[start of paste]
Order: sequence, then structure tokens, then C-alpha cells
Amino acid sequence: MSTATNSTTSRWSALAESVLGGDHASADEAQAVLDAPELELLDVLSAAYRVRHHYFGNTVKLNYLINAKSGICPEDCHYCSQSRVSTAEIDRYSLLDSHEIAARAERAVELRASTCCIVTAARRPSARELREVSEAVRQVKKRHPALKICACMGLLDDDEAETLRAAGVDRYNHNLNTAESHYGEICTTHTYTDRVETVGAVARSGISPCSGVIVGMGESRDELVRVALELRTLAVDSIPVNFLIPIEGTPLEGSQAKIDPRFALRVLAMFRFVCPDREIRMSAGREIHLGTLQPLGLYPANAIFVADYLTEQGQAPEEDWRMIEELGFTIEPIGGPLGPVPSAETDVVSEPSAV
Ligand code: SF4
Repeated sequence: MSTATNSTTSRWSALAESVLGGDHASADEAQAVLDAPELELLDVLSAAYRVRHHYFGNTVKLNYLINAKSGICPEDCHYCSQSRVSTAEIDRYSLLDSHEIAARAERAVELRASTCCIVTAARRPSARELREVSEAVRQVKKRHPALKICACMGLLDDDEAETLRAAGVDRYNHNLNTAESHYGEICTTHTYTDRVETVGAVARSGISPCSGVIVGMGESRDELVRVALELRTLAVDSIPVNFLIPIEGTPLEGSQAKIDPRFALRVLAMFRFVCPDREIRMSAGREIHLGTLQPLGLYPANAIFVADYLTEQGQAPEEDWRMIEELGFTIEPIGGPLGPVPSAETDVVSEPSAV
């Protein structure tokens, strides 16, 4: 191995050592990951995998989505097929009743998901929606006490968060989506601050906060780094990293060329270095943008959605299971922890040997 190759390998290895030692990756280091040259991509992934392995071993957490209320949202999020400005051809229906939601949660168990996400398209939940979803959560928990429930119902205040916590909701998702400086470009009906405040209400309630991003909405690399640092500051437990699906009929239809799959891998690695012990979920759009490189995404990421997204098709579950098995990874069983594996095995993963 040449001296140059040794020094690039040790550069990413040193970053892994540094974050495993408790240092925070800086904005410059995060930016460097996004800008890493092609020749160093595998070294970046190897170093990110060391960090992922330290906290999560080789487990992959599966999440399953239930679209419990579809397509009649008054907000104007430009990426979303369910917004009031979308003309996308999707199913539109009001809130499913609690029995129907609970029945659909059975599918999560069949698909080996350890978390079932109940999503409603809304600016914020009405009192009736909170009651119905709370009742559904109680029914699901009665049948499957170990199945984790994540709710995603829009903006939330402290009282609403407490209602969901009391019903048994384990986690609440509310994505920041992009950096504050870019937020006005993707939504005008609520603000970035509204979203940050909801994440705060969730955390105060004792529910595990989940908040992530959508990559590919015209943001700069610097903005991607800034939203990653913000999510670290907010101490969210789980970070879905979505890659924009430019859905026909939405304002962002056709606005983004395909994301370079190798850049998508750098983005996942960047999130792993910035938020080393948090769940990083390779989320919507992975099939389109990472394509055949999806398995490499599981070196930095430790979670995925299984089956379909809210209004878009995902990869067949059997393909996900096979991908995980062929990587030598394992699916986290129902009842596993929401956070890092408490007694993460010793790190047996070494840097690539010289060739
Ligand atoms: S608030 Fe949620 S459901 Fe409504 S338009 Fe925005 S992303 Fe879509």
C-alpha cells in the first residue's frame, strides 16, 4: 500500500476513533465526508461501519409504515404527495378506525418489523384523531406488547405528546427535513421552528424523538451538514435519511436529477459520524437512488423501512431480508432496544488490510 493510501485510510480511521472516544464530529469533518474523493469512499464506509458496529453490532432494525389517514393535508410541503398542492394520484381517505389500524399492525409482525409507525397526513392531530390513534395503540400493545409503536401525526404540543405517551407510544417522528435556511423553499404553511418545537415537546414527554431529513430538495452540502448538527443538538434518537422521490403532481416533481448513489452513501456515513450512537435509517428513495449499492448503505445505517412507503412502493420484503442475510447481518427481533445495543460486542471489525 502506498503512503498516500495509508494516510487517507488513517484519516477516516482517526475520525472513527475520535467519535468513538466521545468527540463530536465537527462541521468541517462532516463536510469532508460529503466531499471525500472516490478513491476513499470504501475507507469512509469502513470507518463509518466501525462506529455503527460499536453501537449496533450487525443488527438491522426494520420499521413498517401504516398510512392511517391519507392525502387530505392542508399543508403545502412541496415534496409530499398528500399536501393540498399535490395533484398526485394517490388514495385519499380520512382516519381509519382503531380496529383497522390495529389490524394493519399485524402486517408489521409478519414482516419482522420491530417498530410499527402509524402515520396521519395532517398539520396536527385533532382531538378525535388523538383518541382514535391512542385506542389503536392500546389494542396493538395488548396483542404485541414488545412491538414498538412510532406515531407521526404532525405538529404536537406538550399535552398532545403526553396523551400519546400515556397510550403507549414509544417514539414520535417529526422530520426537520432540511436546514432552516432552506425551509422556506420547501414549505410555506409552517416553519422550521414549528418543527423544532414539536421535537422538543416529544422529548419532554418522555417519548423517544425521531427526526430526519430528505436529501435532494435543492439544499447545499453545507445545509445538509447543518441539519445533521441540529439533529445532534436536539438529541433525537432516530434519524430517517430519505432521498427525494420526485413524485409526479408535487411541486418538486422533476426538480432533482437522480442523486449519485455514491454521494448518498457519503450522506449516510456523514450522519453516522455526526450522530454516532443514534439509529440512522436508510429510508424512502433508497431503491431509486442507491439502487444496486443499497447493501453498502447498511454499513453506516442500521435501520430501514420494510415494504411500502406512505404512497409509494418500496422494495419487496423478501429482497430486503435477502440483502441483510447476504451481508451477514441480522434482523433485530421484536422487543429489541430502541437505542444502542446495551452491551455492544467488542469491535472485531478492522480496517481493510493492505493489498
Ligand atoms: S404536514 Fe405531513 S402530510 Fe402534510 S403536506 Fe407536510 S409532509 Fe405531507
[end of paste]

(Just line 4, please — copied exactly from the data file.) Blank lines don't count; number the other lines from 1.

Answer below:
Repeated sequence: MSTATNSTTSRWSALAESVLGGDHASADEAQAVLDAPELELLDVLSAAYRVRHHYFGNTVKLNYLINAKSGICPEDCHYCSQSRVSTAEIDRYSLLDSHEIAARAERAVELRASTCCIVTAARRPSARELREVSEAVRQVKKRHPALKICACMGLLDDDEAETLRAAGVDRYNHNLNTAESHYGEICTTHTYTDRVETVGAVARSGISPCSGVIVGMGESRDELVRVALELRTLAVDSIPVNFLIPIEGTPLEGSQAKIDPRFALRVLAMFRFVCPDREIRMSAGREIHLGTLQPLGLYPANAIFVADYLTEQGQAPEEDWRMIEELGFTIEPIGGPLGPVPSAETDVVSEPSAV